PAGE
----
Wednesday, October 15, 2014

BRITTANY MAYNARD, VIKTOR FRANKL, AND FATU KEKULA



Brittany Maynard is a 29-year-old Californian who has an inoperable brain tumor, has moved to Oregon in order to take advantage of its assisted-suicide laws, and has created and invited a media frenzy by setting the date of November 1st (or thereabouts, it now appears) to kill herself.

She (very understandably) wants to avoid more suffering and pain. She wants to choose the day and the hour, go upstairs to her bedroom, put on some music she likes, and surrounded by family and friends, "die with dignity."

The neurologist and psychiatrist Victor Frankl survived the Nazi death camps to write the spiritual/existential classic Man's Search for Meaning. Frankl was hardly a believer in quack healing, facile answers, or miracle cures.

He endured and survived the most grotesque, most evil, most carefully plotted and planned atrocity of the modern age.

In The Doctor and the Soul, another of his books, Frankl considered the subject of euthanasia.

"In life the opportunities to address oneself to this or that group of values vary from hour to hour. Sometimes life demands of us the realization of creative values; at other times we feel it necessary to turn to the category of experiential values. At one time we are called upon as it were, to enrich the world by our actions, another time to enrich ourselves by our experiences. Sometimes the demands of the hour may be fulfilled by an act, at another time by our surrendering to the glory of an experience. Man can be "obligated" to experience joy. In this sense a person sitting in a streetcar who has the opportunity to watch a wonderful sunset, or to breathe in the rich scent of flowering acacias, and who instead goes on reading his newspaper, could at such a moment be accused of being negligent toward his obligations.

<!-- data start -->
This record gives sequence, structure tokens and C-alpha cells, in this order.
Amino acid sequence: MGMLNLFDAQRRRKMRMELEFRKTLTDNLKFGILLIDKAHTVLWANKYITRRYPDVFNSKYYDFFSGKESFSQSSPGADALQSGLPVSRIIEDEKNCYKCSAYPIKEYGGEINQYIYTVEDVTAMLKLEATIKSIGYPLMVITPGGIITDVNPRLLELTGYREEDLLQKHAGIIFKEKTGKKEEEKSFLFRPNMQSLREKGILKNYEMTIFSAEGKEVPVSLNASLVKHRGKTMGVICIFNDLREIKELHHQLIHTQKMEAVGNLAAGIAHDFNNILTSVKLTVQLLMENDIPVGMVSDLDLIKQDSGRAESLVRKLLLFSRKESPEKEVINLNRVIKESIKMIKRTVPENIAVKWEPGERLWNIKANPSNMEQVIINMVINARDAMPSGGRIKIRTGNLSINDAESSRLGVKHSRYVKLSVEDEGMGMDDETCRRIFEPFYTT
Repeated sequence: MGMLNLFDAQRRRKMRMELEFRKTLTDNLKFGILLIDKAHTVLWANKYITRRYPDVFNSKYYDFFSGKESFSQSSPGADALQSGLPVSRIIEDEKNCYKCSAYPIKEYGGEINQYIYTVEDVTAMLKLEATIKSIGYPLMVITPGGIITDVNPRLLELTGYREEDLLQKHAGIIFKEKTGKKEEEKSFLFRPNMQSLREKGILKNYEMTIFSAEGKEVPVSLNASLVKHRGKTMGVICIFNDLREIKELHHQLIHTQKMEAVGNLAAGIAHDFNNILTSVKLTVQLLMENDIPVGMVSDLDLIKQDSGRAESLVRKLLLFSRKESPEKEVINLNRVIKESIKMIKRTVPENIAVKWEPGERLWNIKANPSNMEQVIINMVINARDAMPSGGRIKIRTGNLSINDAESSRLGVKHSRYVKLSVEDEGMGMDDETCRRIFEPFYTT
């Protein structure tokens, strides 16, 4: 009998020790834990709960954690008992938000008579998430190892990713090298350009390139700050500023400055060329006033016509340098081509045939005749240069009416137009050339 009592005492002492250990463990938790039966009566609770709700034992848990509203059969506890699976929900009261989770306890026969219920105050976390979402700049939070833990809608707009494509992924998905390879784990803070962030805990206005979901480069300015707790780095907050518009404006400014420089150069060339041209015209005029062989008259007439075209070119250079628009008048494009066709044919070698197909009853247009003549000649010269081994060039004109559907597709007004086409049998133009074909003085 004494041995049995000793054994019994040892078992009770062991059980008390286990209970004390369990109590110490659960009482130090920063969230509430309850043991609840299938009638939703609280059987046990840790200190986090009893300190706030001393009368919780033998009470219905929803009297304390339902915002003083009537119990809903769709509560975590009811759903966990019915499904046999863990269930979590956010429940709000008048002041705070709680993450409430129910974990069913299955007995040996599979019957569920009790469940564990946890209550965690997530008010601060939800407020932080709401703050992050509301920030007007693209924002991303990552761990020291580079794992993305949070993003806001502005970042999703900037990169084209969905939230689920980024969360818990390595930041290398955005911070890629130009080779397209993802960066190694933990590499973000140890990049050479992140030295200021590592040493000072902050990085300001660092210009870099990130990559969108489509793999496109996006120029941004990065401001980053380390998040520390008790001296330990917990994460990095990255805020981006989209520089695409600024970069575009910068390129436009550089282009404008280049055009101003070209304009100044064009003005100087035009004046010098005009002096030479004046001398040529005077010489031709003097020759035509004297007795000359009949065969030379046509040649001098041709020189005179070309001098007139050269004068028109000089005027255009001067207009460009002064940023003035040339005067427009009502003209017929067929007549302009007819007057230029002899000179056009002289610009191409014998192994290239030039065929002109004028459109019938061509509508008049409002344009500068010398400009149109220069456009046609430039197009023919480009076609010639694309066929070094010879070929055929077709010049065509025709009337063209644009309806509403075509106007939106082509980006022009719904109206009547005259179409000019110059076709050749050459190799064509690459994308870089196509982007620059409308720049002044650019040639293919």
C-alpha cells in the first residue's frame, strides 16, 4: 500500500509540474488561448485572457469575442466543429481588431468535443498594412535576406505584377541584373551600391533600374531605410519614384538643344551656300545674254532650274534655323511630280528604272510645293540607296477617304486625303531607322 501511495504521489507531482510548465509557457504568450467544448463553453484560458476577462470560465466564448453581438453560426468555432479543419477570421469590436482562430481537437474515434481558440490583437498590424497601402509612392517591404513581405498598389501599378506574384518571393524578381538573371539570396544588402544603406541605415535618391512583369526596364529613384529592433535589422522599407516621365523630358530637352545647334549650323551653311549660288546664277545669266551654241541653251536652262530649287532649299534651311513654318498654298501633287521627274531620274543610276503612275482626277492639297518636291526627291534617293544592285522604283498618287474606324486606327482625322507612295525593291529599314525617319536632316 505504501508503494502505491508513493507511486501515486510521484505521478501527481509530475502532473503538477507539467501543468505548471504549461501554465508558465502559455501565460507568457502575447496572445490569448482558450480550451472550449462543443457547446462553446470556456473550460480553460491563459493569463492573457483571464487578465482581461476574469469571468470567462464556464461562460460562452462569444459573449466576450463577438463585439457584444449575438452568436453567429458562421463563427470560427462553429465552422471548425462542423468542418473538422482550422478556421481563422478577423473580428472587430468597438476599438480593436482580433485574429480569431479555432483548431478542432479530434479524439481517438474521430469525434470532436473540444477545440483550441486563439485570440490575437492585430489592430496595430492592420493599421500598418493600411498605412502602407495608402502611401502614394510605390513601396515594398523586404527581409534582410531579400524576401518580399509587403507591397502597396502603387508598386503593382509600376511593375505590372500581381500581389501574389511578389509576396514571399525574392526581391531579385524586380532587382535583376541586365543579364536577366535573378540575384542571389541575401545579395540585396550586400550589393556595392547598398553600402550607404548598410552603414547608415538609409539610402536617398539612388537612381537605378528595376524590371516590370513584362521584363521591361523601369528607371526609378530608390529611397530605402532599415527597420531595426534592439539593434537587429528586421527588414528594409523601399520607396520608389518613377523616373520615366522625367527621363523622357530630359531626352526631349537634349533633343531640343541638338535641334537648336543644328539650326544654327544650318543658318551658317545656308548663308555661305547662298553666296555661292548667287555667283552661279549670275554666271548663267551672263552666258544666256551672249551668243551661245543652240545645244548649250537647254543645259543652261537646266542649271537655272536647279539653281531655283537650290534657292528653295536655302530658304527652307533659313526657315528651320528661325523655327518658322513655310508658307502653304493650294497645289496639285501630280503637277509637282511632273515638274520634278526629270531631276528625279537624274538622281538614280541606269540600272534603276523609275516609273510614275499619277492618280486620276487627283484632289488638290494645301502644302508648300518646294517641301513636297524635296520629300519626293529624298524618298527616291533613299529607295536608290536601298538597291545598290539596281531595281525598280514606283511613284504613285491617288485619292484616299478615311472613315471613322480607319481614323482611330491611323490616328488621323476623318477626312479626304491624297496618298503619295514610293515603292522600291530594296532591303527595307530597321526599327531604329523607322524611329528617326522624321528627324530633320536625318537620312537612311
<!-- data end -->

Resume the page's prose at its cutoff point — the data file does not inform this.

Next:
The possibility of realizing in a consistent series and in an almost dramatic manner all three categories of values was open to a patient the last phase of whose life took the following form. A young man lay in the hospital, suffering from an inoperable spinal tumor. He had long since had to abandon his profession; paralysis had handicapped his ability to work. There was for hi therefore no longer any chance to realize creative values. But even in this state the realm of experiential values remained open to him. He passed the time in stimulating conversations with other patients--entertaining them also, encouraging and consoling them. He devoted himself to reading good books, and especially to listening to good music on the radio. One day, however, he could no longer bear the pressure of the earphones, and his hands had become so paralyzed that he could no longer hold a book. Now his life took another turn; while before he had been compelled to withdraw from creative values to experiential values, he was forced now to make the further retreat to attitudinal values. How else shall we interpret his behavior--for he now set himself the role of adviser to his fellow sufferers, and in every way strove to be an exemplar to them. He bore his own suffering bravely. The day before his death--which he foresaw--he knew that the doctor on duty had been ordered to give him an injection of morphine at night. What did the sick man do? When the doctor came to see him on his afternoon round, the patient asked him to give him the injection in the evening--so that the doctor would not have to interrupt his night's rest just on his account.